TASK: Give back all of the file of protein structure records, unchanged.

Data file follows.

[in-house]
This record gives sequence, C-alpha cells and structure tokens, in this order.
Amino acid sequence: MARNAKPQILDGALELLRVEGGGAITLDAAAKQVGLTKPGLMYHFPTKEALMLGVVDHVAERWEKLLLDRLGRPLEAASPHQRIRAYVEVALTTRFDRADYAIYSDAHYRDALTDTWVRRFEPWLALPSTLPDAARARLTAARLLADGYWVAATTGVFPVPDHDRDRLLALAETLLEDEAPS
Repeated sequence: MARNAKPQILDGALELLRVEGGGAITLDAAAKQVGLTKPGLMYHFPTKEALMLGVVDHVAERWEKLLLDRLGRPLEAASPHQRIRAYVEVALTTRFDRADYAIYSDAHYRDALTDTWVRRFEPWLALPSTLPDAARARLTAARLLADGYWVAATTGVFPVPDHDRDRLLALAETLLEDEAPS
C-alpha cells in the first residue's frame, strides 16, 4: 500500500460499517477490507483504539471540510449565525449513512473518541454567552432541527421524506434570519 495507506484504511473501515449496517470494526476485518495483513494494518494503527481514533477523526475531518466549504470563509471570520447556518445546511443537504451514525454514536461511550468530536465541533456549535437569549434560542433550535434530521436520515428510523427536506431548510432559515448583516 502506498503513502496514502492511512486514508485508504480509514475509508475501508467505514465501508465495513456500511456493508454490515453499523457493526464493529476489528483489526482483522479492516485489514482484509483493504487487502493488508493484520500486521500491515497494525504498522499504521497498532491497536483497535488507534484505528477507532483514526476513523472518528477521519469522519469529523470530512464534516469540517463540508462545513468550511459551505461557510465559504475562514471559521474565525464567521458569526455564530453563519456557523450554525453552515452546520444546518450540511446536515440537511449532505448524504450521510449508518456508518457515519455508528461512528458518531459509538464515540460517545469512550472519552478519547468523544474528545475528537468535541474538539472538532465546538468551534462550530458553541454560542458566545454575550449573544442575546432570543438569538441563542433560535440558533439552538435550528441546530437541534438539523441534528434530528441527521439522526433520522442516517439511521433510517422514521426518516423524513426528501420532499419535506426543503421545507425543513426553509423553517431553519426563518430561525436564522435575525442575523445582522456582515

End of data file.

[in-house]
This record gives sequence, C-alpha cells and structure tokens, in this order.
Amino acid sequence: MARNAKPQILDGALELLRVEGGGAITLDAAAKQVGLTKPGLMYHFPTKEALMLGVVDHVAERWEKLLLDRLGRPLEAASPHQRIRAYVEVALTTRFDRADYAIYSDAHYRDALTDTWVRRFEPWLALPSTLPDAARARLTAARLLADGYWVAATTGVFPVPDHDRDRLLALAETLLEDEAPS
Repeated sequence: MARNAKPQILDGALELLRVEGGGAITLDAAAKQVGLTKPGLMYHFPTKEALMLGVVDHVAERWEKLLLDRLGRPLEAASPHQRIRAYVEVALTTRFDRADYAIYSDAHYRDALTDTWVRRFEPWLALPSTLPDAARARLTAARLLADGYWVAATTGVFPVPDHDRDRLLALAETLLEDEAPS
C-alpha cells in the first residue's frame, strides 16, 4: 500500500460499517477490507483504539471540510449565525449513512473518541454567552432541527421524506434570519 495507506484504511473501515449496517470494526476485518495483513494494518494503527481514533477523526475531518466549504470563509471570520447556518445546511443537504451514525454514536461511550468530536465541533456549535437569549434560542433550535434530521436520515428510523427536506431548510432559515448583516 502506498503513502496514502492511512486514508485508504480509514475509508475501508467505514465501508465495513456500511456493508454490515453499523457493526464493529476489528483489526482483522479492516485489514482484509483493504487487502493488508493484520500486521500491515497494525504498522499504521497498532491497536483497535488507534484505528477507532483514526476513523472518528477521519469522519469529523470530512464534516469540517463540508462545513468550511459551505461557510465559504475562514471559521474565525464567521458569526455564530453563519456557523450554525453552515452546520444546518450540511446536515440537511449532505448524504450521510449508518456508518457515519455508528461512528458518531459509538464515540460517545469512550472519552478519547468523544474528545475528537468535541474538539472538532465546538468551534462550530458553541454560542458566545454575550449573544442575546432570543438569538441563542433560535440558533439552538435550528441546530437541534438539523441534528434530528441527521439522526433520522442516517439511521433510517422514521426518516423524513426528501420532499419535506426543503421545507425543513426553509423553517431553519426563518430561525436564522435575525442575523445582522456582515